Turkish journalists held in Syria arrive home after Iran's mediation
Turkish journalists Adem Özköse (r) and Hamit Coşkun (L), who were released on Saturday after being held in Syria for some two months, speak to press with Deputy Prime Minister Beşir Atalay (C) after they arrive in Turkey early on Sunday. (Photo: AA)
Two Turkish journalists who went missing while reporting on the uprising in Syria two months ago were released on Saturday with Iran's help.
The journalists, Adem Özköse and Hamit Coşkun, arrived in İstanbul early on Sunday, where they were greeted by Deputy Prime Minister Beşir Atalay.
The release of the pair demonstrated Iran's influence with its ally Syria, which lost Turkey's friendship when it cracked down on pro-democracy protests that erupted last year. Iran and Syria, both isolated by the West, have stuck by each other.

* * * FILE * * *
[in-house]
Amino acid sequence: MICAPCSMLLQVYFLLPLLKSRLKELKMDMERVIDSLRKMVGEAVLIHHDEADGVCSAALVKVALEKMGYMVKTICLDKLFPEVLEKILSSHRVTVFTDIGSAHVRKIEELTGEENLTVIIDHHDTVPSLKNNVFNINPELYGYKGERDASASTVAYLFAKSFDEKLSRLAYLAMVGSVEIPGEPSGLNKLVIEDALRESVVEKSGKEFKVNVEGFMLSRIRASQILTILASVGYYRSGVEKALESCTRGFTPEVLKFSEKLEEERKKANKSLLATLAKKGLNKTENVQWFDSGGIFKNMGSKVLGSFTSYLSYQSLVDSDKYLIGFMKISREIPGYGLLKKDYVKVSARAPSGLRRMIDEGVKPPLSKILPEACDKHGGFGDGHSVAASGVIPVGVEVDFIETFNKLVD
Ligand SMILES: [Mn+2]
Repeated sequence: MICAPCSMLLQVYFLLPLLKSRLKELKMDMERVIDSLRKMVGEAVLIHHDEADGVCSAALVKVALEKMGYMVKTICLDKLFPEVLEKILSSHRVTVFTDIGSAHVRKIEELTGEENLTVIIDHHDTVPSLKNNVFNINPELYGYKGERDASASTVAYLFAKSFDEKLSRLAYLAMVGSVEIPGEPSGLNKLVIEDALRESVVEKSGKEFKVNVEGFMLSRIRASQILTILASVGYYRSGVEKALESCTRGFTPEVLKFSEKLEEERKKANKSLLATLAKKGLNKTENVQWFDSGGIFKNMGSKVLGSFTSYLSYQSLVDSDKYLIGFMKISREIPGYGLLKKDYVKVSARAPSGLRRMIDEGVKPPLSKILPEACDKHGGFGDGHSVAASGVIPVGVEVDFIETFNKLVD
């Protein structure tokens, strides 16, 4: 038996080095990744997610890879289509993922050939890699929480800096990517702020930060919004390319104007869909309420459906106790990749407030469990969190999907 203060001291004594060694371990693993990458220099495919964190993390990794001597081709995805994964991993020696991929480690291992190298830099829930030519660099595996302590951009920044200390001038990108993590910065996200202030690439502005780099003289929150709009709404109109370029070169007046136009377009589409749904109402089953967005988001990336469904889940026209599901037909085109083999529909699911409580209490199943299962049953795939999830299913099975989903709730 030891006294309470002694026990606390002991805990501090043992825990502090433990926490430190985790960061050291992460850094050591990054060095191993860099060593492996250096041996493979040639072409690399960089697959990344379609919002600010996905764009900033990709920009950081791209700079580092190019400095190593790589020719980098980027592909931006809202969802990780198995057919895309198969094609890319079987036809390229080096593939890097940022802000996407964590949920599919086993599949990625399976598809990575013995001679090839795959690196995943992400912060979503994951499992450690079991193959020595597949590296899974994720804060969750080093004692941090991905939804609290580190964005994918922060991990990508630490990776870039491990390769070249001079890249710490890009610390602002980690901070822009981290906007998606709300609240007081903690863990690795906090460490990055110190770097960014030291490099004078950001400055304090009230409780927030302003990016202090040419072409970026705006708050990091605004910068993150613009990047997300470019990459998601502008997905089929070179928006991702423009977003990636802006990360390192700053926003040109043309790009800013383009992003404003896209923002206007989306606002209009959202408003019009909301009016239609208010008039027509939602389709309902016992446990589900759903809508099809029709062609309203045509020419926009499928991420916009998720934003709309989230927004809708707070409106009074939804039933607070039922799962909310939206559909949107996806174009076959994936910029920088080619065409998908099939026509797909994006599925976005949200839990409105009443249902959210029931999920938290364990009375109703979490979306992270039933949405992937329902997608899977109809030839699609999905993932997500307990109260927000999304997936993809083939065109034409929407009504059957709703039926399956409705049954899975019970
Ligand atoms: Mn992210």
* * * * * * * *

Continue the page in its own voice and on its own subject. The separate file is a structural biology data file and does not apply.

The two journalists were first flown to Tehran, from where they headed to İstanbul.
Welcoming the two men, Atalay said at a press conference at İstanbul Atatürk Airport that both Özköse and Coşkun witnessed a humanitarian tragedy in Syria during their 65 days there. “It is our wish to see the end of violence in Syria and all Syrians experiencing peace and tranquility. We are thankful to God to be able to welcome our two journalists back to Turkey,” Atalay stressed.
Özköse, 34, a reporter with Milat, a small Islamic-leaning startup newspaper, and freelance cameraman Coşkun, 21, went missing in early March after sneaking across the border into Idlib, a northwestern province that has been the focus of an offensive by Syrian President Bashar al-Assad's forces.